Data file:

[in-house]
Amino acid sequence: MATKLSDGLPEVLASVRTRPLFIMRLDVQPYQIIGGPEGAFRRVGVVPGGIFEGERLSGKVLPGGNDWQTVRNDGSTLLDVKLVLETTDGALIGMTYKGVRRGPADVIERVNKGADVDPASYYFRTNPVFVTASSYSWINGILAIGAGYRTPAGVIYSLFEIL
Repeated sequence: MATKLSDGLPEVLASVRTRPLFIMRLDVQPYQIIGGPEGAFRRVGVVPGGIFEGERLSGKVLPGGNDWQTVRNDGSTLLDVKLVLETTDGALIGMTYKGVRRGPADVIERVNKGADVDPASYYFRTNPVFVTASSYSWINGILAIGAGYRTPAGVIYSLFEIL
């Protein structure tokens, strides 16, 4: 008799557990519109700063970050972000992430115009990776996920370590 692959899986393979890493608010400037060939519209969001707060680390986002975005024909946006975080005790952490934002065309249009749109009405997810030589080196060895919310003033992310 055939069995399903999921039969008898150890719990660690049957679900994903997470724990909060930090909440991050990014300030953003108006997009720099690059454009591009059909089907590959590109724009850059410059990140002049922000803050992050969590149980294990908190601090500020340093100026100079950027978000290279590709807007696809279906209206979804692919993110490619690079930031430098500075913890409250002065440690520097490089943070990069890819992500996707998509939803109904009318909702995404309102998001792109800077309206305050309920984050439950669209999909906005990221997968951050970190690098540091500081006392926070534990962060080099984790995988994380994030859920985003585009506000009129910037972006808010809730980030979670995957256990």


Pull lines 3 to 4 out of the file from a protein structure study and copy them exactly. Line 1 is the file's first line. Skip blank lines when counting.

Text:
Repeated sequence: MATKLSDGLPEVLASVRTRPLFIMRLDVQPYQIIGGPEGAFRRVGVVPGGIFEGERLSGKVLPGGNDWQTVRNDGSTLLDVKLVLETTDGALIGMTYKGVRRGPADVIERVNKGADVDPASYYFRTNPVFVTASSYSWINGILAIGAGYRTPAGVIYSLFEIL
């Protein structure tokens, strides 16, 4: 008799557990519109700063970050972000992430115009990776996920370590 692959899986393979890493608010400037060939519209969001707060680390986002975005024909946006975080005790952490934002065309249009749109009405997810030589080196060895919310003033992310 055939069995399903999921039969008898150890719990660690049957679900994903997470724990909060930090909440991050990014300030953003108006997009720099690059454009591009059909089907590959590109724009850059410059990140002049922000803050992050969590149980294990908190601090500020340093100026100079950027978000290279590709807007696809279906209206979804692919993110490619690079930031430098500075913890409250002065440690520097490089943070990069890819992500996707998509939803109904009318909702995404309102998001792109800077309206305050309920984050439950669209999909906005990221997968951050970190690098540091500081006392926070534990962060080099984790995988994380994030859920985003585009506000009129910037972006808010809730980030979670995957256990």